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Eucalyptus (Narrow Leaf) Essential Oil – Organic

  • Distillation Method: Steam
  • Country of Origin: South Africa
  • Plant Part: Leaf
  • Latin Name: Eucalyptus radiata
  • Cultivation: Certified Organic

About the Oil: Eucalyptus radiata may be the Eucalyptus with the most broadly therapeutic action and has a wonderful bright aroma.

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Out of stock

Drops per ml
Blending Tips 57
Chemical Families
Oxides 83.92%
Monoterpenols 12.45%
Monoterpenes 3.62%
Primary Constituents
eucalyptol 83.92%
alpha terpineol 10.42%
4-terpineol 1.83%
alpha pinene 1.75%
beta myrcene 1.33%


Product Description

About The Plant

A relatively smaller variety of this evergreen species, the 'narrow leaf peppermint' Eucalyptus is native to Southwestern Australia and reaches a maximum height of only 50 meters.

About The Oil

The 'Narrow Leaf' or Eucalyptus radiata variety's wonderful aroma and low price help make it the number one, all-purpose, Eucalyptus oil variety.

Therapeutic Properties


From The Complete Guide to Aromatherapy1:

Eucalyptol vapor on the nasal passages allows for easier & deeper breathing
Cleanses spaces of conflict & negative energy
“restores vitality and positive outlook”
“gives us, inwardly, ‘room to breathe’”

From The Essential Oils Complete Reference Guide1:

Tonic & regulating
Use in a cooling compress to relieve fever, aches, and pains
Powerful respiratory support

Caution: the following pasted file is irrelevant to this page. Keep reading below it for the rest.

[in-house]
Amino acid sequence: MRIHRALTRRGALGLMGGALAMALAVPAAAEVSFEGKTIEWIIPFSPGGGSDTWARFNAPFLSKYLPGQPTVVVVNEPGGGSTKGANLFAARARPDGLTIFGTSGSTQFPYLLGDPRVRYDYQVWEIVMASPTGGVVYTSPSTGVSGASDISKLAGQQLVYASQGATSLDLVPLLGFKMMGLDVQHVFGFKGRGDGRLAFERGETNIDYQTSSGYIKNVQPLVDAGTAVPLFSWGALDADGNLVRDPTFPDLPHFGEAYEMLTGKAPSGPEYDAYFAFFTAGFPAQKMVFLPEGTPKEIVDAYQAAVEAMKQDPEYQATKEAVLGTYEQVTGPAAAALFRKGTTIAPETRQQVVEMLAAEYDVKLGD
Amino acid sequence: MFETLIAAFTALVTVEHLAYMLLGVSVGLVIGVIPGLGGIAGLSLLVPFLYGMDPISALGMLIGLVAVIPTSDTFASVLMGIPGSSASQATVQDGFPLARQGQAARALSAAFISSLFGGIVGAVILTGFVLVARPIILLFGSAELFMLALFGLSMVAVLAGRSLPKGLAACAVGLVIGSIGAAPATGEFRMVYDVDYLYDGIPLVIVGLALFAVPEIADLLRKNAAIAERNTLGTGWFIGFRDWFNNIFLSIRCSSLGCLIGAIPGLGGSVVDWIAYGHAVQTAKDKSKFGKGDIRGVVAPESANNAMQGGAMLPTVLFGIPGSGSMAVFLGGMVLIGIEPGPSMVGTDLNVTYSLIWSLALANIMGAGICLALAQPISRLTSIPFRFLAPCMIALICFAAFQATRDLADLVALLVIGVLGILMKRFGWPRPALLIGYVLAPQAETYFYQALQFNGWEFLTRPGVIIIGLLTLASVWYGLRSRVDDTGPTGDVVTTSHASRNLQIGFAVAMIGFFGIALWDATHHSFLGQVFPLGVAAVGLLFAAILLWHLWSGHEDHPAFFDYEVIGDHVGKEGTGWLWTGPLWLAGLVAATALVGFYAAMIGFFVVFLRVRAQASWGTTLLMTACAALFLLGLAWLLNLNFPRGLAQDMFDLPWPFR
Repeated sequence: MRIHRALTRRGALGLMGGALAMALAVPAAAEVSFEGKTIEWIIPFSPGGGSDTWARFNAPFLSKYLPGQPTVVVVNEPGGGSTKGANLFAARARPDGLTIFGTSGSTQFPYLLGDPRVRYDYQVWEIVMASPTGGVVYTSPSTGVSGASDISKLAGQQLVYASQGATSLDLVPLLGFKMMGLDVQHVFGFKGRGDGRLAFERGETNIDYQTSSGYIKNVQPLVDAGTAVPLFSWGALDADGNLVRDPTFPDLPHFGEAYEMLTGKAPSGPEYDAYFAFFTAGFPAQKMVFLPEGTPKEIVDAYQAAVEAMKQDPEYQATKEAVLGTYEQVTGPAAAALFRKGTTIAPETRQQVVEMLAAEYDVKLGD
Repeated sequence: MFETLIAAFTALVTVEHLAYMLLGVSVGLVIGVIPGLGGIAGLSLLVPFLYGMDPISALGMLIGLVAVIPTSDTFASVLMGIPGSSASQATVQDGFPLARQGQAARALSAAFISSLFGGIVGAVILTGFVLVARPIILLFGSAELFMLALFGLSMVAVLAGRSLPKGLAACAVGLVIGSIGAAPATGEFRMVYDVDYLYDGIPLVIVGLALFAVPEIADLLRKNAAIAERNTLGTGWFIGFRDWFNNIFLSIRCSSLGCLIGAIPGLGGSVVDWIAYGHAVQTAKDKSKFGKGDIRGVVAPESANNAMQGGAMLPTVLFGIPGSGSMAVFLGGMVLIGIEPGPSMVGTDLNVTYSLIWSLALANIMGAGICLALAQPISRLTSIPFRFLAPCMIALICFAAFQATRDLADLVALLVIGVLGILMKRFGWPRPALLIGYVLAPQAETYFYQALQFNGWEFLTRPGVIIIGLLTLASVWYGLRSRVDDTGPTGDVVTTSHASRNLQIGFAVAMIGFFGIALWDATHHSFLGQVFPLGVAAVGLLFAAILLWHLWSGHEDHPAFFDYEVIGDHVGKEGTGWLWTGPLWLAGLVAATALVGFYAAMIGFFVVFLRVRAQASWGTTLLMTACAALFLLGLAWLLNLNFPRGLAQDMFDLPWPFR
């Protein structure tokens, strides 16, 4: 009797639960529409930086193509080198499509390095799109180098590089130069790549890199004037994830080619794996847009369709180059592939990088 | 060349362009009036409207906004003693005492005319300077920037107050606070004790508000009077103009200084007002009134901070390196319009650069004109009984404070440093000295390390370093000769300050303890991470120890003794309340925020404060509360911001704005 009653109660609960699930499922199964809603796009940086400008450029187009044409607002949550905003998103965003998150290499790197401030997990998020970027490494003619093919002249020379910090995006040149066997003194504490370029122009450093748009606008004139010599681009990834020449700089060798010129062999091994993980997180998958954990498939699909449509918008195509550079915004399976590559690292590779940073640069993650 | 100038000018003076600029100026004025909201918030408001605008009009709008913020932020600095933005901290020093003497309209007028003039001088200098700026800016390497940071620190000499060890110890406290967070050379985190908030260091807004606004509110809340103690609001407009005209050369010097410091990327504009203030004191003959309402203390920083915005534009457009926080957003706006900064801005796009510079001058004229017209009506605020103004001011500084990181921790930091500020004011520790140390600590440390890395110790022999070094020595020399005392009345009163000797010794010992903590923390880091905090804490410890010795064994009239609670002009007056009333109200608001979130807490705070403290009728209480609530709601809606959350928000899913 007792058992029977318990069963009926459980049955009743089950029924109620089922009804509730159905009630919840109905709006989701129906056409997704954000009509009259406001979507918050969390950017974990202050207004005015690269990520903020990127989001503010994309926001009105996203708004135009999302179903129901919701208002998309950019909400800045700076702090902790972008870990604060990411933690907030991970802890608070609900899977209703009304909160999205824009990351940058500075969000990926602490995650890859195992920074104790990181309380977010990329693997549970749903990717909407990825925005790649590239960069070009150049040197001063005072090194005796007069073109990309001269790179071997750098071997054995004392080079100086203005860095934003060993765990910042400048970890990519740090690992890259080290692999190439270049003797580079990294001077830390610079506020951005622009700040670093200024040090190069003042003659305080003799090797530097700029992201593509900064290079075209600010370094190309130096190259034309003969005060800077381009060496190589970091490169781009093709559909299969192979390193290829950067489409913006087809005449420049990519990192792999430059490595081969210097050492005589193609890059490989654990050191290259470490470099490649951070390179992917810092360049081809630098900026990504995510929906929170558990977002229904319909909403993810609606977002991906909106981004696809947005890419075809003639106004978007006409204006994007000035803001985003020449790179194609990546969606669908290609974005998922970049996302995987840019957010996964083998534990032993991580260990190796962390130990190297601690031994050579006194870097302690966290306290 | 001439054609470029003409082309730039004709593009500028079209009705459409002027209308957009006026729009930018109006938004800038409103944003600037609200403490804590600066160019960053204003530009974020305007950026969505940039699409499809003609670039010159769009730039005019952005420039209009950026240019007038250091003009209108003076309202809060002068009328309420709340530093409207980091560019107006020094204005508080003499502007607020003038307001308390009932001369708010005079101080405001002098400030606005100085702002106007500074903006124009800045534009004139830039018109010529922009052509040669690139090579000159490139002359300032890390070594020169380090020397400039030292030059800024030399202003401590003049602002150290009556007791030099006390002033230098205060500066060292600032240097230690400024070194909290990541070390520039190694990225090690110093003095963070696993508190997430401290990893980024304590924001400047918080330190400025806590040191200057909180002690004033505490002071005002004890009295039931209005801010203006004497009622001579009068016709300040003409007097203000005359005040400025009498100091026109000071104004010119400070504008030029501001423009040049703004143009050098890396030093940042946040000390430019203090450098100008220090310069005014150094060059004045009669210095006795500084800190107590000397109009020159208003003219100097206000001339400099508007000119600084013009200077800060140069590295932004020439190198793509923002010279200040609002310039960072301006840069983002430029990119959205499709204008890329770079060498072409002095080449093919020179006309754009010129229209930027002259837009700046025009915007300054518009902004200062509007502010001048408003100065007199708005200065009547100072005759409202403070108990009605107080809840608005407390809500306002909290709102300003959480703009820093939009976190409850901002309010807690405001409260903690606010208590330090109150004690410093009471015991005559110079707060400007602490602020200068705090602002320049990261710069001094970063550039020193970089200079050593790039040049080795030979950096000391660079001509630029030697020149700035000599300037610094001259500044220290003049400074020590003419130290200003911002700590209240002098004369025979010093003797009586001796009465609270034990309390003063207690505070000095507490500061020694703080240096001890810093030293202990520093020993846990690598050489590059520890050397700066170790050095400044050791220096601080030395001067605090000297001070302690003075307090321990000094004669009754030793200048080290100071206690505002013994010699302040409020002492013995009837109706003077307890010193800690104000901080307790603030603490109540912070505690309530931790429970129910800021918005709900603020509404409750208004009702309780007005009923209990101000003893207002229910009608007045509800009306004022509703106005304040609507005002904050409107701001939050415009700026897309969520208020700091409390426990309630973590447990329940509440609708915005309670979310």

Eucalyptol (1,8-cineol) is one of the most therapeutic compounds commonly found in many essential oils. Named after eucalyptus, it is the primary component of both Eucalyptus radiata and Eucalyptus globulus essential oils. Both of these oils at Ananda are made up of over 80% eucalyptol, making them highly therapeutic.

Analgesic (pain-blocking)3
Asthma relief7,8
Cardiovascular relaxant9
Cognitive stimulant10


Eucalyptol was reported to have significant analgesic (pain-relieving), anti-inflammatory, and sedative effects in a study on mice.3
Eucalyptus essential oil has been reported to have antibacterial, fungicidal, insecticidal, insect repellent, tick-repellant, and herbicidal activities. Due to these activities it has been proposed as an effective natural alternative to traditional antibacterials and pesticides.4
Both the eucalyptus radiata and globulus varieties exhibited strong antioxidant and antibacterial activity in vitro.5
1,8 Cineol (eucalyptol) was given orally to rats, resulting in a significant decrease in the formation and severity of colonic ulcers. These results provide evidence for "the anti-inflammatory action of 1,8-cineole and suggest its potential value as a dietary flavoring agent in the prevention of gastrointestinal inflammation and ulceration."6
Application of eucalyptol to human cell culture significantly reduced the production of inflammatory cell-signaling proteins that cause over-secretion of mucous in the airway. The authors propose this finding as evidence that eucalyptol may have a role as a "long-term treatment to reduce exacerbations in asthma, sinusitis and COPD."7
A clinical trial was conducted on patients with steroid-dependent bronchial asthma who were given daily doses of eucalyptol. This treatment significantly reduced the patients' dependency on the steroid prednisone to treat their asthma symptoms.8